Other than purely theoretical astronomy, all astronomy depends on some kind of light (electromagnetic wave).

Among ancients the most they could do was determine the position of stars accurately and relate their position to the rotation of the earth.

Today, one of the most valuable instruments for really getting information about the star itself,  is the spectroscope.

How broad the spectral lines are, any shift in their position and the patterns of emission and absorption lines all tell us about the star.

To get practical experience in how valuable this is, I had the youth group of the Spokane Astronomical Society build spectroscopes using the Mac and Cheese boxes common in 2002.  We also had access to some grating material from my employer at the time.  The only  other supplies needed were some thick black paper and some black photographer’s tape for the slit and grating ends of the box.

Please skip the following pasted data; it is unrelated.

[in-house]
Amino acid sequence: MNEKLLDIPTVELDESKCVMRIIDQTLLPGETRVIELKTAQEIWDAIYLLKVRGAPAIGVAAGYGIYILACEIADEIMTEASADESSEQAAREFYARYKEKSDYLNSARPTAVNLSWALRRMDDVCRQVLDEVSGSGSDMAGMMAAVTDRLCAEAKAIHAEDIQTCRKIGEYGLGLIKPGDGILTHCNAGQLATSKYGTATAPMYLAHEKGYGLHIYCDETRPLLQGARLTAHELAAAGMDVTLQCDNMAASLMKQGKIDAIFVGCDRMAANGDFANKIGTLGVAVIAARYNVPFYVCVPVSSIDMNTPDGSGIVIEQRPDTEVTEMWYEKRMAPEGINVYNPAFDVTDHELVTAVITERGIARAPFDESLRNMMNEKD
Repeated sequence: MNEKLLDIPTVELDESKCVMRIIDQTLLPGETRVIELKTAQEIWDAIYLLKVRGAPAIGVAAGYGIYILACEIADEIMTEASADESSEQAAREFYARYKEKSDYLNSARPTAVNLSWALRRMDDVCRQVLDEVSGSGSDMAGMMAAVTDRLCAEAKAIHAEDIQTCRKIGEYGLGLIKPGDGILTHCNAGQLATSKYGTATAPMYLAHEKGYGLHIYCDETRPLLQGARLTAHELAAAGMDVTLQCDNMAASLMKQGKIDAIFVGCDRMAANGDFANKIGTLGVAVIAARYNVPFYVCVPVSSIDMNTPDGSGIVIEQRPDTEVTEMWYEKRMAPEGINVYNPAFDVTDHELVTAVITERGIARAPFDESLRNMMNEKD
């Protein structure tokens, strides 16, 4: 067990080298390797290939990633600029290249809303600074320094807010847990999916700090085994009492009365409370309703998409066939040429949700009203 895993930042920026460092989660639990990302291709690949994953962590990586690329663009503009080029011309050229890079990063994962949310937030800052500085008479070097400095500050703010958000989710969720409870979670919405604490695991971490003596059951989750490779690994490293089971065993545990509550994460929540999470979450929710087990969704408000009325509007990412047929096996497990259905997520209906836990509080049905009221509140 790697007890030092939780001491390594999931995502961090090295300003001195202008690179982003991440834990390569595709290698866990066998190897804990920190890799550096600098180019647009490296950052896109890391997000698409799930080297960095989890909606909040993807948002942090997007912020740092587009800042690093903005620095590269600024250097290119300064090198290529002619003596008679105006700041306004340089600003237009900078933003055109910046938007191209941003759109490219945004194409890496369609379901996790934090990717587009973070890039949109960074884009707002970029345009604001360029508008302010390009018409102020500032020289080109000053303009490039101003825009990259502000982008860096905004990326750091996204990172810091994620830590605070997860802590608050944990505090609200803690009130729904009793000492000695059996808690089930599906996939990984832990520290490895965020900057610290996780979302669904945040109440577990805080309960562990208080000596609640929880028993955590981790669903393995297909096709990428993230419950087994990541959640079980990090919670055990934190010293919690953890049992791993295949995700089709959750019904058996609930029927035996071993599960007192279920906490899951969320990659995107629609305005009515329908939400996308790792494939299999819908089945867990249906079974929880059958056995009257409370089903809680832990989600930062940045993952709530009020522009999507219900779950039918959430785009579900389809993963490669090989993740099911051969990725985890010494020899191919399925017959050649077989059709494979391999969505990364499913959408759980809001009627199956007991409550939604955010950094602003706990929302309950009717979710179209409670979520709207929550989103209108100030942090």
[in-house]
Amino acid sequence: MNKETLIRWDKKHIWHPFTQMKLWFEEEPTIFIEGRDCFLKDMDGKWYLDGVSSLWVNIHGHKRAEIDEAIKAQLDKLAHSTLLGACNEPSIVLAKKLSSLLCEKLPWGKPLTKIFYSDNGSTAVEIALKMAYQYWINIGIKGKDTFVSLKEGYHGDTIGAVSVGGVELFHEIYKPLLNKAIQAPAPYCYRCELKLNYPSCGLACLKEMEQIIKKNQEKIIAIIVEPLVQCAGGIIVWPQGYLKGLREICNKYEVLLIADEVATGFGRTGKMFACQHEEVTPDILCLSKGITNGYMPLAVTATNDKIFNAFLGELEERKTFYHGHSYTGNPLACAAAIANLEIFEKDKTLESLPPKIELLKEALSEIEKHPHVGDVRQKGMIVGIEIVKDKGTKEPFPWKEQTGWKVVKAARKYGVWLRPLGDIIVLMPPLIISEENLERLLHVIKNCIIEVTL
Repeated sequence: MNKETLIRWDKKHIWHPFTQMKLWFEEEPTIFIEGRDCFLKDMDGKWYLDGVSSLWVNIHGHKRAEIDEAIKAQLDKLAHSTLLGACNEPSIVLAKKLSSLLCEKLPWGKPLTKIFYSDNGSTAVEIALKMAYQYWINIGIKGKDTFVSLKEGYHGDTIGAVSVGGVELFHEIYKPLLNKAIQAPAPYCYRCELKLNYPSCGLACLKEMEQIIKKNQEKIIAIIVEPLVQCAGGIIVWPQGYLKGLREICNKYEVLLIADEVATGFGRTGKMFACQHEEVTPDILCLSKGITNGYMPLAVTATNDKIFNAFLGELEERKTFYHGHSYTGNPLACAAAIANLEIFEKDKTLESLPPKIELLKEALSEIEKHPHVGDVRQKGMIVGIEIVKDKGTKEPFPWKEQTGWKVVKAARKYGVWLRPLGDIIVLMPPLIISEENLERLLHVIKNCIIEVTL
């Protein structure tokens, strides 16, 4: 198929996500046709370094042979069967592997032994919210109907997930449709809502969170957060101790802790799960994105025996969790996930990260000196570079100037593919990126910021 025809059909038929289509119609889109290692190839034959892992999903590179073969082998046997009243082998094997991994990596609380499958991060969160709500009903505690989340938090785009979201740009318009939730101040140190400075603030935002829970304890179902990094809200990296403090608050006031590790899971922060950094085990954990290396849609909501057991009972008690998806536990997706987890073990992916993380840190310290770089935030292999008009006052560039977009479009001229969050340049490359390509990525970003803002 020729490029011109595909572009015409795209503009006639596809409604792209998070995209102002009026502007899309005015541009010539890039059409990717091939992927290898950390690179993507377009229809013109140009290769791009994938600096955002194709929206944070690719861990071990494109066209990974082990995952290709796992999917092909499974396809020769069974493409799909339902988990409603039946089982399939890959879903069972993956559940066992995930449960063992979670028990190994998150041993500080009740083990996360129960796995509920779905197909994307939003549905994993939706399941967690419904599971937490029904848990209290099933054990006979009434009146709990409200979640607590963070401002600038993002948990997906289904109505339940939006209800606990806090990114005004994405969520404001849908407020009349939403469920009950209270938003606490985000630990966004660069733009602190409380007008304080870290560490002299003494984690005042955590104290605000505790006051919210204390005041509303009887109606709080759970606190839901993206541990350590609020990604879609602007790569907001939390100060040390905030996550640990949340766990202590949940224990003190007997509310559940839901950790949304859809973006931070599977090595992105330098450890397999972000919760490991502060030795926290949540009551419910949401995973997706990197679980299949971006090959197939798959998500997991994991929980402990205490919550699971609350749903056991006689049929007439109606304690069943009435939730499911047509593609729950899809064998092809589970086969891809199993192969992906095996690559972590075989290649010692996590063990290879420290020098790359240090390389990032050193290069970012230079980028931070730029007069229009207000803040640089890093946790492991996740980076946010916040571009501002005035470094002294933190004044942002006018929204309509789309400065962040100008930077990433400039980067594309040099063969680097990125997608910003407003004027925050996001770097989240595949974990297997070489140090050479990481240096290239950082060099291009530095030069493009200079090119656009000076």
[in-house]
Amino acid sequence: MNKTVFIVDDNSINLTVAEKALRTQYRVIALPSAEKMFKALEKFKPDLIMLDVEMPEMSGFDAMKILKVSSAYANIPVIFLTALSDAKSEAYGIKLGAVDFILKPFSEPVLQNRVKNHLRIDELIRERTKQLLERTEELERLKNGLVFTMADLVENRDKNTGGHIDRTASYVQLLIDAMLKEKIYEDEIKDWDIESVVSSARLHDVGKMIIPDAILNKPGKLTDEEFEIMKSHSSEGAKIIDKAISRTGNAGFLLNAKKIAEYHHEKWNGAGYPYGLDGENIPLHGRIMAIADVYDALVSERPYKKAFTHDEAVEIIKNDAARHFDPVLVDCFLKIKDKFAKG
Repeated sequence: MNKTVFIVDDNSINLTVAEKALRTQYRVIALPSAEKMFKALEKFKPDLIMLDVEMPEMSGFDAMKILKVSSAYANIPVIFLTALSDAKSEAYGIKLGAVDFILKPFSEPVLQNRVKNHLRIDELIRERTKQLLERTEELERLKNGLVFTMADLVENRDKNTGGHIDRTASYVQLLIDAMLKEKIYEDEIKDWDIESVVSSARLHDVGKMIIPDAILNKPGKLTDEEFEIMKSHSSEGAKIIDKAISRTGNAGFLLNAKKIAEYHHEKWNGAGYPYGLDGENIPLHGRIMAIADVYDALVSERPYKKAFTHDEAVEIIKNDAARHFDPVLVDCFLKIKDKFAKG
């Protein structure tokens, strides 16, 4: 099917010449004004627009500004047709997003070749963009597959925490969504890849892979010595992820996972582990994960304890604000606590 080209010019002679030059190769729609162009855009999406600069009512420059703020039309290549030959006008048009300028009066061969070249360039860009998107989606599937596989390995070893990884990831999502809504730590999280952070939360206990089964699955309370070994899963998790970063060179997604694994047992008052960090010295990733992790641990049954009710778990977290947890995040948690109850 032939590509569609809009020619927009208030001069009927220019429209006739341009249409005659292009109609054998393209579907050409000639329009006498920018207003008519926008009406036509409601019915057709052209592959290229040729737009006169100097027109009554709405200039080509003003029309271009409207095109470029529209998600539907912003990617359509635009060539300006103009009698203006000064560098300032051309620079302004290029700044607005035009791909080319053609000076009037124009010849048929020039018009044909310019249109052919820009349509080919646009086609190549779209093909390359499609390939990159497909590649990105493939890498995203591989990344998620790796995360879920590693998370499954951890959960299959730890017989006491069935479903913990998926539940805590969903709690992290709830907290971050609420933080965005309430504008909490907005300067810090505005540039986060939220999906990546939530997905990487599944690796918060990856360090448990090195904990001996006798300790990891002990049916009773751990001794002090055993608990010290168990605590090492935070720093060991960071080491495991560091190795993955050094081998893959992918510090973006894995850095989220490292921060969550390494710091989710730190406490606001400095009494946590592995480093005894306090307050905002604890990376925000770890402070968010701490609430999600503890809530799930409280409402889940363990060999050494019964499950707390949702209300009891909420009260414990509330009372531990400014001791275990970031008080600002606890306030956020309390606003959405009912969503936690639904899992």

I created a worksheet which used the grating equation to figure out what angle the spectrum would appear at relative to the slit on the other side of the box.  To test the results of our computations, we held a red laser (633nm)  one mac-&-cheese-box-length away from a white board and marked where the light fell.  Then we passed it through the grating onto a white board and marked where that light fell. Then we measured the distance between the two.

The design looked like this:



I created several light sources to see the different spectra possible and provided this chart to classify what gasses were in those sources.